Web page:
This phrase is typically used to describe someone who loses their money quickly, either by being tricked or spending it wastefully.
The Origin Of “A Fool And His Money Are Soon Parted”
This phrase is at least 460 years old. It was used by a poet named Thomas Tusser in a poem he wrote called Five Hundred Points of Good Husbandry, in the year 1557. While the wording is a bit different, the expression is still similar enough to the one that’s used today:
“A foole and his money be soone at debate: which after with sorow repents him too late.”
The idea behind this saying, for those who may not know, is that a person who acts carelessly with their money will lose it fast. For example, if someone focuses their money largely on the necessary things—food, water, clothes, etc.—then their money will likely last them for a while because they are being careful with how they spend it.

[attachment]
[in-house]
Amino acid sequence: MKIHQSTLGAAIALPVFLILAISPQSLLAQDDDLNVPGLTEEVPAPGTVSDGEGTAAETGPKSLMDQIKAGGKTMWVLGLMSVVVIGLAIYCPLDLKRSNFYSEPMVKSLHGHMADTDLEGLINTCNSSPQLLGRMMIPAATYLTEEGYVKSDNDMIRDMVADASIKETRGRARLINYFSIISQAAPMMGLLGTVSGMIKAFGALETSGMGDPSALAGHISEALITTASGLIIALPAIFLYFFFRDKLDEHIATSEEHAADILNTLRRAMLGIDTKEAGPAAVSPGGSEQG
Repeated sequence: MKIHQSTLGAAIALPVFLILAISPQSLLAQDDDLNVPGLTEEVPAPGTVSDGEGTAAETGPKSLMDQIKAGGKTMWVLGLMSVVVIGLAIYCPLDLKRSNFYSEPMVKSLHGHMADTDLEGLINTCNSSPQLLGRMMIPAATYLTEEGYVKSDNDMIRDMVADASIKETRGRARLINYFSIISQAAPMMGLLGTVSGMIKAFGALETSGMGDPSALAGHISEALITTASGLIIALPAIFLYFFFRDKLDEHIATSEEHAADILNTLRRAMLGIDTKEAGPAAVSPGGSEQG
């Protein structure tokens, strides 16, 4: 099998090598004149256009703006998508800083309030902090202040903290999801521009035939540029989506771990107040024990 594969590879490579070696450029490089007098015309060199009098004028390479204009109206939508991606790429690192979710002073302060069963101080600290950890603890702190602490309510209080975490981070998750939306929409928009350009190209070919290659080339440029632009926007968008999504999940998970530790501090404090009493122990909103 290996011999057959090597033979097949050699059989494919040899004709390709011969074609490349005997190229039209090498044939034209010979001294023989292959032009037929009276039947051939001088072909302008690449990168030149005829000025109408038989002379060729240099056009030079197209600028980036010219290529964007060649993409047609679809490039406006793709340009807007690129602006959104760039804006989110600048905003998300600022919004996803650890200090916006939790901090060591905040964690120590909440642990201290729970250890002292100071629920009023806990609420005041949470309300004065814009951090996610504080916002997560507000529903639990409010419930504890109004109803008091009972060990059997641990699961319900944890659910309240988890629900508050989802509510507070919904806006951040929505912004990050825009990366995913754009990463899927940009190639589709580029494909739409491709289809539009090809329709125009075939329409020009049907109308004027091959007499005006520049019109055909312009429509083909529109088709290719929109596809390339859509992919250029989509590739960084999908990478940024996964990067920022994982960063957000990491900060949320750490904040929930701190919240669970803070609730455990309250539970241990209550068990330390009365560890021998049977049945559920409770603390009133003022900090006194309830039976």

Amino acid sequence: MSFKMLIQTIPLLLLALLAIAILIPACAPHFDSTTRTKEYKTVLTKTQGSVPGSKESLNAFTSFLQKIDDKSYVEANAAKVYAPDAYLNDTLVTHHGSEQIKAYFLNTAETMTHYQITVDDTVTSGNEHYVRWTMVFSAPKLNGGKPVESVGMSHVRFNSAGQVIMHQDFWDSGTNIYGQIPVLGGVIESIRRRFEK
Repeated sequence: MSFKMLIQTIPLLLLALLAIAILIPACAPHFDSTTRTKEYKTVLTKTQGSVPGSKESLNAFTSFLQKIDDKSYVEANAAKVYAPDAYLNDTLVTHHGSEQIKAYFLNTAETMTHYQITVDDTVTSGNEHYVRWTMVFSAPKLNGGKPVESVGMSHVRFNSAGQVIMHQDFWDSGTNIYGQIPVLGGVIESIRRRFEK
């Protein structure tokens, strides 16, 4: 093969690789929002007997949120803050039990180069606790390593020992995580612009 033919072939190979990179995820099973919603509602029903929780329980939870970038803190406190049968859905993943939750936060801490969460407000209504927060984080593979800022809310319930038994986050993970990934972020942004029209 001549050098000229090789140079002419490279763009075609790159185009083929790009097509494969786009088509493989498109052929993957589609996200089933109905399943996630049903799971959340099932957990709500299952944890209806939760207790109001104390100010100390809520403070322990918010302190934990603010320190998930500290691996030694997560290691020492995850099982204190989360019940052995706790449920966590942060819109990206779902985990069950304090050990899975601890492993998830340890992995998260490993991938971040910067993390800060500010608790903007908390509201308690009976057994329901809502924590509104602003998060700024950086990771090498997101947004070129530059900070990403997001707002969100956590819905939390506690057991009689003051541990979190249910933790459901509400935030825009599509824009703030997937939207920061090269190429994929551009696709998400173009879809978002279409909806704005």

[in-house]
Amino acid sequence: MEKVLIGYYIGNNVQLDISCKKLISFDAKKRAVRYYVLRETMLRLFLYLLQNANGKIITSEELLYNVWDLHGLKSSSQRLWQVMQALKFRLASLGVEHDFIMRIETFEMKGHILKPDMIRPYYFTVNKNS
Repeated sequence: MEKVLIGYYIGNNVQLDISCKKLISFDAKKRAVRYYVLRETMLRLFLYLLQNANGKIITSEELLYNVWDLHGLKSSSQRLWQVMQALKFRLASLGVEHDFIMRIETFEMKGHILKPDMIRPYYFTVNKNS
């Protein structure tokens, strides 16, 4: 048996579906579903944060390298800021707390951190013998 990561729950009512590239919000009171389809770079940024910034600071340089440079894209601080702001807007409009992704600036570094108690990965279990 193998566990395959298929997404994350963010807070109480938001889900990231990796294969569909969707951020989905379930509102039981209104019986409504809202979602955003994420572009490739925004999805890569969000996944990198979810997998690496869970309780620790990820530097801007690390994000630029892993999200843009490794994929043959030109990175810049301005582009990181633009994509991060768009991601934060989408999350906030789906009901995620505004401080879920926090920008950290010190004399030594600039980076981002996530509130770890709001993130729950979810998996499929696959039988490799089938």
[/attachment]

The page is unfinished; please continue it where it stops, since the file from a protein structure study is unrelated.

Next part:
However, if a person is reckless with how they use their money and they do something like gambling it all away at a casino, then their money won’t last long at all. They will be “parted” or “separated” from their money in no time!
Thus, when someone acts carelessly with their money and they lose it because of that, as the saying goes, ‘a fool and his/her money are soon parted.’
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Below is an example of this saying being used in a sentence:
- Bryan’s grandmother gave him two hundred dollars as a gift. However, he promptly lost the money by betting on a sports game. Thus, as the saying goes, a fool and his money are soon parted.
The expression you just read about is on our list of money sayings. If you want to see others like it, check out that page.